Media Coverage

11/18/19
News outlets reported on a retrospective five-year study of 1,314 patients with multiple sclerosis (MS) by researchers in the Jacobs School of Medicine and Biomedical Sciences. The team found that atrophied brain lesion volume is the only marker from MRI scans that can accurately predict which patients will progress to the most severe form of the disease. “This study corroborates initial reports from our group regarding using atrophied lesion volume as a potential MRI marker of disease progression in a large, population-based cohort of MS patients followed in clinical routine,” said Robert Zivadinov, MD, PhD, professor of neurology in the Jacobs School and director of the Buffalo Neuroimaging Analysis Center and the Center for Biomedical Imaging at UB’s Clinical and Translational Science Institute.
11/1/19
Research on molecular mechanisms behind heroin addiction relapse is led by David Dietz, PhD, associate professor and chair of pharmacology and toxicology, who said this study is one of few that examine the changes in the brain that cause people to relapse. “In the not too distant future, with all the findings, we can hopefully start to find real treatment to relieve the horrific conditions that people suffer from addiction with and break the cycle of drug-taking, relapse, drug-taking, relapse,” he said.
11/1/19
Susan S. Baker, MD, PhD, professor of pediatrics, is quoted in an articles on research that found strains of the bacterium Klebsiella pneumonia, which produces high levels of alcohol, in 60 percent of patients with nonalcoholic fatty liver disease, a common disorder in which fat builds up in the liver. Baker, who was not involved in the study, said, “Other bacteria have been shown to make alcohol, so that… verifies what other researchers have seen. We’ve never really been able to induce the inflammation that you see [in people], but they were able to do that.”
11/1/19
Preclinical research conducted by Tracey A. Ignatowski, PhD, assistant professor of pathology and anatomical sciences, is demonstrating that perispinal injection of an antibody that blocks tumor necrosis factor-alpha alleviates chronic neuropathic pain.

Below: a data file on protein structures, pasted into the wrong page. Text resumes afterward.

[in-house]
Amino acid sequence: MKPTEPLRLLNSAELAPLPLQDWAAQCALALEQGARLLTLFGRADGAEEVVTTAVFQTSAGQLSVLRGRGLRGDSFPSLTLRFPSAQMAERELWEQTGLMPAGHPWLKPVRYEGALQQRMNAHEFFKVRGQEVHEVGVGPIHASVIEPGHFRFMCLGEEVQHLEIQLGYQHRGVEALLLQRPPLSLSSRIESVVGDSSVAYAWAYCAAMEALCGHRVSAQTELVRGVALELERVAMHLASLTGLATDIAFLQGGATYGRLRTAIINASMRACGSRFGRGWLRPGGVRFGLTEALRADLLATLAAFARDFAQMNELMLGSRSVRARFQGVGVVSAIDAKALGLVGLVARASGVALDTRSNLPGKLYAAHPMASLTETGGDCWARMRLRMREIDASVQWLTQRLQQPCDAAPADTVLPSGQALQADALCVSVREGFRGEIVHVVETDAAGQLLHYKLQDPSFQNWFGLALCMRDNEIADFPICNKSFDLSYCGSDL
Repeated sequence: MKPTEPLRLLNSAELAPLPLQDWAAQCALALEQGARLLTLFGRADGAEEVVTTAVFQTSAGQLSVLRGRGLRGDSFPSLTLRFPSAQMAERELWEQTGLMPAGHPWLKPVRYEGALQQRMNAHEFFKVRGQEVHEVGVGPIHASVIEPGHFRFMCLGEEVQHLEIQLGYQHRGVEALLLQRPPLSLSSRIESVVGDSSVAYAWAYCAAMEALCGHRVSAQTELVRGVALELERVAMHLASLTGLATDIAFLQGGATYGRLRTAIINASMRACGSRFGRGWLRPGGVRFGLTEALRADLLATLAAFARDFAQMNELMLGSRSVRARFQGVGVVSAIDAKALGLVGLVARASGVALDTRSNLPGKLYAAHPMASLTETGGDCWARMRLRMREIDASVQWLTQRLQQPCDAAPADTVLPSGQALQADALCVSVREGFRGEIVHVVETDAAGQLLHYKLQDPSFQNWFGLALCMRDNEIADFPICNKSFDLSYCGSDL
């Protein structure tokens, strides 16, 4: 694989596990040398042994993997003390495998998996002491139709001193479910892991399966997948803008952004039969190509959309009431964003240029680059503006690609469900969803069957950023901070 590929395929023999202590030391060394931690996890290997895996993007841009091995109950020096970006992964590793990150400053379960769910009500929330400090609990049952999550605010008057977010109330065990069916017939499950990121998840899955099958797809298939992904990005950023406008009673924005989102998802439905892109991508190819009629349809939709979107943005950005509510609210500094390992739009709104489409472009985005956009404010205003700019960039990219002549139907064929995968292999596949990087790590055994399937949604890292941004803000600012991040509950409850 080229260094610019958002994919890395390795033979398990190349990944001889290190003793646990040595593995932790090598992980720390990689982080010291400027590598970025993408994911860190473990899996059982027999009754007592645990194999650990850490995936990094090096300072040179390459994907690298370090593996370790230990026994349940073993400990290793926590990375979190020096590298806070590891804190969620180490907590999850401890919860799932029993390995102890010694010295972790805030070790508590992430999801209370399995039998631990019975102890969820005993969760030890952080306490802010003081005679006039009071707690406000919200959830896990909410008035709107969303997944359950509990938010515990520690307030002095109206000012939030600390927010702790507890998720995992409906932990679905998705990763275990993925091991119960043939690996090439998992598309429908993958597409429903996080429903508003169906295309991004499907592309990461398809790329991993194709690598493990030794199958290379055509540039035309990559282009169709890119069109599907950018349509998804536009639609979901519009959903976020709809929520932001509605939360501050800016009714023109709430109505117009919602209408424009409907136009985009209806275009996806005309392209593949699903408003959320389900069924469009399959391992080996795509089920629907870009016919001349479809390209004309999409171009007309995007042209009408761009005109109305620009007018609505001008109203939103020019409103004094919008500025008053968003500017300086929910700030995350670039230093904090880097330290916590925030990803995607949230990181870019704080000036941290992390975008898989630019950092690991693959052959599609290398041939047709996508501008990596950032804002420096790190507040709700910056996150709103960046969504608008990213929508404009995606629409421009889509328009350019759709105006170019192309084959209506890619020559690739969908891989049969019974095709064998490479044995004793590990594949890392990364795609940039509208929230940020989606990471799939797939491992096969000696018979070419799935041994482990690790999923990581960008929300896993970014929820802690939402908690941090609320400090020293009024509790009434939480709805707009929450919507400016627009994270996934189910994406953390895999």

10/7/19
The Buffalo News and the Lockport Union-Sun & Journal report on a new partnership for stroke imaging between Niagara Falls Memorial Medical Center and doctors from the Jacobs School of Medicine and Biomedical Sciences as UB Neurosurgery takes charge of the stroke care program at the hospital. “The treatment of stroke has changed in our lifetime. The key has been imaging,” said Kenneth V. Snyder, MD, PhD, associate professor of neurosurgery, who is part of the hospital’s treatment team.
10/7/19
Reports on a new scientific statement by Steven A. Lipshultz, MD, A. Conger Goodyear Professor and chair of pediatrics, and colleagues about cardiomyopathies in children provides insight into the diagnosis and treatment of the diseases as well as identifying future research priorities. “This statement is designed to give medical professionals an overview of what we currently know about cardiomyopathies in children. Although we are able to provide effective treatments in many cases, research is urgently needed to better understand the causes of the diseases so we can help children with cardiomyopathies live their best lives,” Lipshultz said.
10/7/19
Articles about a new report from the American Heart Association that aims to raise awareness about cardiomyopathy in children and urges that more research be conducted to find better treatments interviews Steven E. Lipshultz, MD, A. Conger Goodyear Professor and chair of pediatrics, who chaired the statement’s writing committee. “Everybody wants clinical practice guidelines, but this field hasn’t done enough clinical trials to be able to say, ‘There’s really strong evidence that, if you see this, you should use this medicine, or you should treat in that way,’” he said.
10/4/19
A number of news stories reported on a new digital method of classifying diabetic neuropathy developed by Pinaki Sarder, PhD, assistant professor of pathology and anatomical sciences, and Brandon Ginley, a student in the computational cell biology, anatomy and pathology doctoral program.